Autumn Colors

The last few days have been so beautiful in our back yard. The autumn color has come to us. The best times are when Margy and I curl up in the hammock together and just look at all we can see: the trees, the sky, the clouds, the birds, the orchard. When the dusk of evening falls, we see bats fly from the trees into the clearing, diving after insects.

It is raining today, but this past week of sunny cool days I felt some new energy to work in the garden. I am weeding and cleaning up scraggly herb plants under the fruit trees–who knew that oregano could get so so wild? Two and a half patches finished and two and a half to go. The plan is to clean them up, then plant a few garlic bulbs around the trees, then refresh them with more compost. I have already sifted some compost from our very root-laden pile and added it to the hazelnut hedge.

Also, what a difference a good hand held pruner makes! I treated myself to buy a really good one, a Felco #8, which arrived at the end of September. I love it! The pruners I had before never did a good job, no matter how much I sharpened them. Now pruning is effortless. I am using them to cut the woody oregano flower shoots. Our mulberry tree (our second attempt to grow one actually) didn’t do well again–we just got two long side branches, so I pruned off the lower branch and trained and staked the higher one to be a new leader–we’ll try again to help it grow next year.

I also finally cut off the dead flowers from the plants near the street. I should have been dead-heading them all along, down to the next leaves, but so it goes. I learned this from watching old episodes of “Gardener’s World” with Monty Don, now available on Amazon Prime. When I am too tired to do much of anything, I’ve been watching that show. I’ve learned a lot, despite the climate in Britain being so much milder than in Maine. For example, I learned that dead plant stalks can sometimes provide beautiful winter structural elements.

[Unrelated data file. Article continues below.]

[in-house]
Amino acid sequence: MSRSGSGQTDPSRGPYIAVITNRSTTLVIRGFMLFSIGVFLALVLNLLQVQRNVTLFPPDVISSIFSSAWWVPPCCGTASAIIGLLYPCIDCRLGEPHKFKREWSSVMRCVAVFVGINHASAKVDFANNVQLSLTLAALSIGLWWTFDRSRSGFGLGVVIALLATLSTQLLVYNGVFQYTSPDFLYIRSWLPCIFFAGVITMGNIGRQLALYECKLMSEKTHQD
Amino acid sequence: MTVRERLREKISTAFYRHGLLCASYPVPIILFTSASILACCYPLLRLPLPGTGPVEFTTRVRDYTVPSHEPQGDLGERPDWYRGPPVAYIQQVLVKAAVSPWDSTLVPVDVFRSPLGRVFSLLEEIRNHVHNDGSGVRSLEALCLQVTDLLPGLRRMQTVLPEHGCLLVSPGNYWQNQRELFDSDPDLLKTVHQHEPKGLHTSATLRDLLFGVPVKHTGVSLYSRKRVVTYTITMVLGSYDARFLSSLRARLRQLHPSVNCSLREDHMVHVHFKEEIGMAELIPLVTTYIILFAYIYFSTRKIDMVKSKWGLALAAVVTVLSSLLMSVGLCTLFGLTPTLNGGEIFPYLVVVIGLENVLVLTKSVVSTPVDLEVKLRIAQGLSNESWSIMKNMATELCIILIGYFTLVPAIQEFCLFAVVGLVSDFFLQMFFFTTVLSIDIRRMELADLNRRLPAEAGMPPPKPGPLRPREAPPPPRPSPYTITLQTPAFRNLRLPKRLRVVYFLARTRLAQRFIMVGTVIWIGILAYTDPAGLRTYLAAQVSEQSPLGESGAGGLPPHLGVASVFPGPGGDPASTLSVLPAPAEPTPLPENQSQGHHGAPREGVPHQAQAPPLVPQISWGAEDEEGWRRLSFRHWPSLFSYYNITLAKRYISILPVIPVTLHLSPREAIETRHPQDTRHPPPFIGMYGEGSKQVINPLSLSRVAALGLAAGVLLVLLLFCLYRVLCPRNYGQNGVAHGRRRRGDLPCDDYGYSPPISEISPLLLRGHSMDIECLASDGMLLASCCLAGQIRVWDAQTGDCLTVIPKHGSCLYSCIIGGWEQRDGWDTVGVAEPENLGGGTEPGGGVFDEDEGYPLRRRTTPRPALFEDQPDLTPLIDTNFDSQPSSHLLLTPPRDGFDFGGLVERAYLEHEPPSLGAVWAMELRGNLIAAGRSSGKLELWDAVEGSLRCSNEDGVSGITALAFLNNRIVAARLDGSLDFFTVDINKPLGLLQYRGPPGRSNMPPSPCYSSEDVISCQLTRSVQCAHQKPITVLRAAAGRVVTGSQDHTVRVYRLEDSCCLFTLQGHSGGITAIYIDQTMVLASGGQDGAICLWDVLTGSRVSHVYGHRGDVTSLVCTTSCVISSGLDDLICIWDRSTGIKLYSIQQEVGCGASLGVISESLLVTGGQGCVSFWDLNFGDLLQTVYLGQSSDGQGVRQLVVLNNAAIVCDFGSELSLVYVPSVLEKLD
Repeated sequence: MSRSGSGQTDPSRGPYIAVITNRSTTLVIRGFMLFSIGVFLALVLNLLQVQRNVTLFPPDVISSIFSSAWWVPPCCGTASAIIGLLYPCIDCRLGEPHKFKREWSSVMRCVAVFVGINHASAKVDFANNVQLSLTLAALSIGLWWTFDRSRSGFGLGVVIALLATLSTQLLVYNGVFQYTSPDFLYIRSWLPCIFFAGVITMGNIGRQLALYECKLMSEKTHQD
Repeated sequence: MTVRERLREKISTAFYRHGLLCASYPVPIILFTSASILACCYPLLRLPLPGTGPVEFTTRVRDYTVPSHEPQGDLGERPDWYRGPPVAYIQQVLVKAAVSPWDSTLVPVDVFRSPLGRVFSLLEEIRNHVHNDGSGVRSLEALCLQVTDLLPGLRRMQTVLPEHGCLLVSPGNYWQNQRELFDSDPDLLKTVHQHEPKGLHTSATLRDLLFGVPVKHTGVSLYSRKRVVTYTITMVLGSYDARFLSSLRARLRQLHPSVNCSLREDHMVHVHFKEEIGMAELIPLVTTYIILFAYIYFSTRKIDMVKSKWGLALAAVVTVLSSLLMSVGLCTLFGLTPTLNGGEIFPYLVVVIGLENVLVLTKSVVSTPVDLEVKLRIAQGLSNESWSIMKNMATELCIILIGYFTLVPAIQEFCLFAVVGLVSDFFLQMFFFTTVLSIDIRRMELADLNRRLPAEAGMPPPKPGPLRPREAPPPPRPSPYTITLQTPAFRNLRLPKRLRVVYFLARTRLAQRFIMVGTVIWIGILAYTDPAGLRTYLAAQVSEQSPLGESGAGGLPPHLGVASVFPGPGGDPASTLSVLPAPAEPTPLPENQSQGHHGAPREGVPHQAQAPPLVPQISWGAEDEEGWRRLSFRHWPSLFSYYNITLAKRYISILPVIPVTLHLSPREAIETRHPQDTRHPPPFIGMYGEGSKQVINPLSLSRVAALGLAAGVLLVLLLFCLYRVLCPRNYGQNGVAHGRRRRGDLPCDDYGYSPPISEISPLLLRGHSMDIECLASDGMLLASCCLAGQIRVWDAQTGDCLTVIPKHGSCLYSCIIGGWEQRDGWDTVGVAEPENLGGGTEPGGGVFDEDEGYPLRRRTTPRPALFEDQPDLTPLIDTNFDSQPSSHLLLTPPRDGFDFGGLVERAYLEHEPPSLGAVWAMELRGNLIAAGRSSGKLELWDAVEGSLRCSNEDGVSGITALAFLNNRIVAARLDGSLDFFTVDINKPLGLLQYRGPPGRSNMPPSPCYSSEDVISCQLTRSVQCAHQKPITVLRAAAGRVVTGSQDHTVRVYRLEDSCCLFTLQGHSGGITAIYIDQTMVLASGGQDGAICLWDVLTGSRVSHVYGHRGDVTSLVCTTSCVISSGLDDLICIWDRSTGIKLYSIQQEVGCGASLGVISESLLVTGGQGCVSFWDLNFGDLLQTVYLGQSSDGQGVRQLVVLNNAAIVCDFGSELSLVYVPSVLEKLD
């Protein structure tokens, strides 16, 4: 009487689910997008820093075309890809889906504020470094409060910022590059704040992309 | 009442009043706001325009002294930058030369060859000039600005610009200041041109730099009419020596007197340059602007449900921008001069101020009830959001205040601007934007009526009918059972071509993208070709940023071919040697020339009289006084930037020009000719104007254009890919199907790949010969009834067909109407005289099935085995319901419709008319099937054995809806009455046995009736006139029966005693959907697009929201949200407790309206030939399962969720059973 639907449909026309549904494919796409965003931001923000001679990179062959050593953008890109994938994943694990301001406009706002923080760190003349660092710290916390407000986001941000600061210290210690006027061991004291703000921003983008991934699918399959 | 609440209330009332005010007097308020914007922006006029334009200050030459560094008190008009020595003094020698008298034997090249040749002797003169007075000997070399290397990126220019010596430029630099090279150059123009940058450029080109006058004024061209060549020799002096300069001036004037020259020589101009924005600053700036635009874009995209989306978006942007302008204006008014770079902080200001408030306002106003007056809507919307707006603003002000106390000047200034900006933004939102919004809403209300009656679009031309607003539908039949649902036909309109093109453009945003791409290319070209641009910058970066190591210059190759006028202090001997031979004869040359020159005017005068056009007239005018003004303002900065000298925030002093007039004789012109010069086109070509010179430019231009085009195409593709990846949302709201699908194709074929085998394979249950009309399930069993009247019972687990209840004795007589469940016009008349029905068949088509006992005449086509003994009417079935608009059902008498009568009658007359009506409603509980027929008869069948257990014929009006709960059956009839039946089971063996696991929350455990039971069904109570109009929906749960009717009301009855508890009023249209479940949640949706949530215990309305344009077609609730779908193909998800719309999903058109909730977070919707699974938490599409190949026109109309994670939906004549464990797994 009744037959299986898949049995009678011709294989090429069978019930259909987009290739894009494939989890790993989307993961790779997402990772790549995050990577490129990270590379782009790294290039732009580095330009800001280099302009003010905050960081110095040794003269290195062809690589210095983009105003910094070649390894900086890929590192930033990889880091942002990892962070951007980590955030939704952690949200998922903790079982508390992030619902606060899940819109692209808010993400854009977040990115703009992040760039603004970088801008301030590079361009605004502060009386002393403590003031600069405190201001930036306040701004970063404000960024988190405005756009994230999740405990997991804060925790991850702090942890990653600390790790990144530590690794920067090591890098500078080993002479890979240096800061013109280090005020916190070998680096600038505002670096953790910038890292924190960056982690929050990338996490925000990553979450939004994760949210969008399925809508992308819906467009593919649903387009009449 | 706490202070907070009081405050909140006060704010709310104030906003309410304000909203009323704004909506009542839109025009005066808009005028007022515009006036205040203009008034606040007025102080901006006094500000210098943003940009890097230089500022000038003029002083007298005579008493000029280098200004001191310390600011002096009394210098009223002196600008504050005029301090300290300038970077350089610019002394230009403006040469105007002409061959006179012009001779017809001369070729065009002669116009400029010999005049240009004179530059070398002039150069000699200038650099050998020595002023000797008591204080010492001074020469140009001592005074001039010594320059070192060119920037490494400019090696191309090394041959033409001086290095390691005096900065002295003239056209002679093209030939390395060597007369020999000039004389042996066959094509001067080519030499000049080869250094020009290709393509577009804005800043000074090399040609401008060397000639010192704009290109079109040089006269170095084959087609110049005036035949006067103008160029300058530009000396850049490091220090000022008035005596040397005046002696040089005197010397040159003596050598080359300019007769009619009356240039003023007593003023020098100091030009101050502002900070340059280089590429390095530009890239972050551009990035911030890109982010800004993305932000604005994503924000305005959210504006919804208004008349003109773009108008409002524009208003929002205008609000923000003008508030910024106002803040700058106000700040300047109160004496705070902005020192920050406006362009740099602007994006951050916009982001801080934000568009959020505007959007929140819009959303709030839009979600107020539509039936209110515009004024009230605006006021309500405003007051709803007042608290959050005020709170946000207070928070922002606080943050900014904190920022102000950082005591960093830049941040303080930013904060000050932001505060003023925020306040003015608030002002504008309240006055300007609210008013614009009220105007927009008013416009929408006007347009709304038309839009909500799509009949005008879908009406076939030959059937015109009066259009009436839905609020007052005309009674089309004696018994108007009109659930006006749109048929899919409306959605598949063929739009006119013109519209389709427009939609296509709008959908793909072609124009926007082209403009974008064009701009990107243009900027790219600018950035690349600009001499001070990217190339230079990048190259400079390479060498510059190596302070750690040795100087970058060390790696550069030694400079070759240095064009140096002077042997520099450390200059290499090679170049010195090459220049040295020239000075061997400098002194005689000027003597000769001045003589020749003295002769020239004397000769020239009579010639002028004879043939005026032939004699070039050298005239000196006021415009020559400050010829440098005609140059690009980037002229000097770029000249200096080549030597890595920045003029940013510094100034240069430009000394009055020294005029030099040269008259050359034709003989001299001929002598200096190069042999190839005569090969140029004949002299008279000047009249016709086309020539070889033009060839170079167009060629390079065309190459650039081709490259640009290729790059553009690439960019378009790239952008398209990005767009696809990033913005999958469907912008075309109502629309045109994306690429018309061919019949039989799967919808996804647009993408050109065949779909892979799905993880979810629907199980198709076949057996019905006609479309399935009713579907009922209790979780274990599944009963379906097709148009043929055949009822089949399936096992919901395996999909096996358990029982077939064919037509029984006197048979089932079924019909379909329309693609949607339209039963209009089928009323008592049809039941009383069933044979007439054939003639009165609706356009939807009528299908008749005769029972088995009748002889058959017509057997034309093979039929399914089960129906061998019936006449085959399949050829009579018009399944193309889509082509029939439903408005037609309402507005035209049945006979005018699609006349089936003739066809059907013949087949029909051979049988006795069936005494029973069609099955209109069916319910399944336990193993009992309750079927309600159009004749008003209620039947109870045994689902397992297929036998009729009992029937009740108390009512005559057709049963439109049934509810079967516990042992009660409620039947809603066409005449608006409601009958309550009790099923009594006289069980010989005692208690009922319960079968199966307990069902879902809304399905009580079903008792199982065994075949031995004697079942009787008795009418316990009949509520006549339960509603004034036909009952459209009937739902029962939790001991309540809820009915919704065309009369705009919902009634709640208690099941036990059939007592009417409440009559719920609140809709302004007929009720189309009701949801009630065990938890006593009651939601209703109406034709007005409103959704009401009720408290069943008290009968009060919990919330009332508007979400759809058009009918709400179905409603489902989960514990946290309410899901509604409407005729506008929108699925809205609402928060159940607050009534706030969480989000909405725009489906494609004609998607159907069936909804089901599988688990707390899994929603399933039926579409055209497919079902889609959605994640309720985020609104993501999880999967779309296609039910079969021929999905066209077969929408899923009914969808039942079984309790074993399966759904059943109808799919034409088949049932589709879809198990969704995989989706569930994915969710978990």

Despite feeling like I didn’t have enough energy for everything the garden demanded this year, I got caught up into a new idea. I blame Margy because she put a cedar raised-bed kit into our Amazon save-for-later list. Now that the fruit trees are so much larger, it hasn’t worked as well to grow kale or other veggies around the perimeter of their circular beds. So after some further research, we purchased a kit for a 3′ by 6′ by 11″ raised bed. (I know most permaculture people buy wood and build their own, but sometimes you just need a kit to make it happen. So it goes in our world.)

We are going to place it next to the hugelkultur bed, with a 3 foot path in between, leaving three feet on the other side towards the hazelnut hedge. I’ve marked the space, loosened the soil there with a garden fork, and the other afternoon, I just sat on the ground slowly weeding out the crab grass as evening fell. Not much energy required, and it felt good to have my hands in the dirt. I also ordered some hardware cloth to make a barrier below the raised bed against the many small tunnelers who seem to delight in our wood chip paths. Once everything arrives, we will fill the bed with layers of seaweed, leaves, compost, soil, and so on, giving it the winter to percolate.

Still too much to do in the garden, but I feel delighted by the autumn colors, and the opportunity to learn and plant and grow, and sometimes just to lay in the hammock as the days grow shorter.

Hummingbirds?

Hummingbird Feeder

Margy got a new hummingbird feeder for us!  I put it up today, plus our old one too, attached to opposite sides of the beams on our new roof on the deck.  I hope we aren’t too late to catch the migration–we used to put out the feeders when the viburnum near our door (in North Yarmouth) started blossoming, the first week of May.  We’re still figuring out the best timing for here in Portland.  I’ll let you know when we see any.